Shares close higher
Taiwanese shares closed 0.67 percent higher yesterday as profit-taking offset the early gains bolstered by Wall Street’s overnight rally, dealers said.
The weighted index rose 31.13 points to 4,648.02 on turnover of NT$94.53 billion (US$2.89 billion).
The market opened high on the back of Wall Street’s rally as the US Federal Reserve cut its key rate to near zero and pledged more steps to revive a sagging economy. But selling pressure emerged in the late session.
“After all, the market already rose for several consecutive sessions. The profit-taking is anticipated,” said Steven Huang of President Securities (統一證券).
The market was also weighed down by the continued appreciation of the local currency against the US dollar over the past week, which would make the prices of locally manufactured goods higher in overseas markets.
China may allow purchases
China may allow domestic funds under the qualified domestic institutional investor program, or QDII, to buy stocks in Taiwan.
The government still needs to determine how QDIIs will hold Taiwan’s stocks, Taiwan Affairs Office spokesman Li Weiyi (李維一) said yesterday at a press briefing in Beijing.
Taiwan announced on Dec. 4 that it would open its stock and futures markets to China’s QDII as the government moves toward an internationalized financial market.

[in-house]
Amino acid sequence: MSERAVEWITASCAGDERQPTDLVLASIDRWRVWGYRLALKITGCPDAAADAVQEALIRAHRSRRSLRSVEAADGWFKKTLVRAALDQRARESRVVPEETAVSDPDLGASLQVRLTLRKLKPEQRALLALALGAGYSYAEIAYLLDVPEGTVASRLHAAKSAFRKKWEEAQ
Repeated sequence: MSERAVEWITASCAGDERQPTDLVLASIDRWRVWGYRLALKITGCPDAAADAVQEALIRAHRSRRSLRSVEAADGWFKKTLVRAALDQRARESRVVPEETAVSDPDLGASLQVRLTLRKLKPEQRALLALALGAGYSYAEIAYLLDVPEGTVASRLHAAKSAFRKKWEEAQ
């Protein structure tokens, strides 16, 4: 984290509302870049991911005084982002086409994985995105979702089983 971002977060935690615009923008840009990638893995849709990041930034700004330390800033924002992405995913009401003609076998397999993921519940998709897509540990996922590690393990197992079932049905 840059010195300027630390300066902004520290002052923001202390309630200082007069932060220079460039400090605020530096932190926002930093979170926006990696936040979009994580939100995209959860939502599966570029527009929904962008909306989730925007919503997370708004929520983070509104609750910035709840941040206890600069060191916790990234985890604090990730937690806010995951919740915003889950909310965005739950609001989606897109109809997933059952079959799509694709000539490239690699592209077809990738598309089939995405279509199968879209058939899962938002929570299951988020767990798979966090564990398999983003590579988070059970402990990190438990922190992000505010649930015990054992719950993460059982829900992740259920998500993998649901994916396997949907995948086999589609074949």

UMC denies report
United Microelectronics Corp (UMC, 聯電), the world’s second-largest custom-chip maker, denied a report it cut several hundred jobs and said it had reduced executive salaries by 15 percent.
Executives at vice-president level and above, including the chief executive officer and chairman, will take the pay cuts, Alex Hinnawi, a spokesman for the Hsinchu-based company, said yesterday.
UMC “has cut several hundred jobs,” Dow Jones Newswires reported earlier yesterday, citing an unidentified company official.
The firm began encouraging workers to take early retirement in July, while others have left the company voluntarily, Hinnawi said, without providing numbers.
Kaohsiung Harbor to slump
Kaohsiung Harbor’s container volume this year will drop due to the global economic slump, an official said yesterday.
In the year to date, Kaohsiung Harbor’s container volume totaled 8.97 million TEUs (twenty-foot equivalent unit), down 3.9 percent from the same period last year, said Huang Kuo-ying (黃國英), deputy director of Kaohsiung Harbor.
Total container volume this year is expected to reach 9.9 million TEUs, down 2.9 percent.
Container volume for last year rose 4.7 percent from 2006, but business fell this year due to the global financial crisis.
Huang expects business to pick up with direct shipping links with China.
“However, the benefits will not show until two or three years later as there are many restrictions on direct sea links now,” he said.
Singapore resolves claims
Singapore’s central bank said 10 financial institutions that sold products linked to the collapsed Lehman Brothers Holdings Inc will have resolved most investor complaints by the middle of next month.
The institutions, which received 4,978 complaints, agreed to review the cases on a principle of fairness “rather than taking the strict legal position,” the Monetary Authority of Singapore said yesterday in a statement.
Individual investors in Hong Kong, Singapore and Taiwan have demanded refunds from banks selling them structured notes linked to Lehman.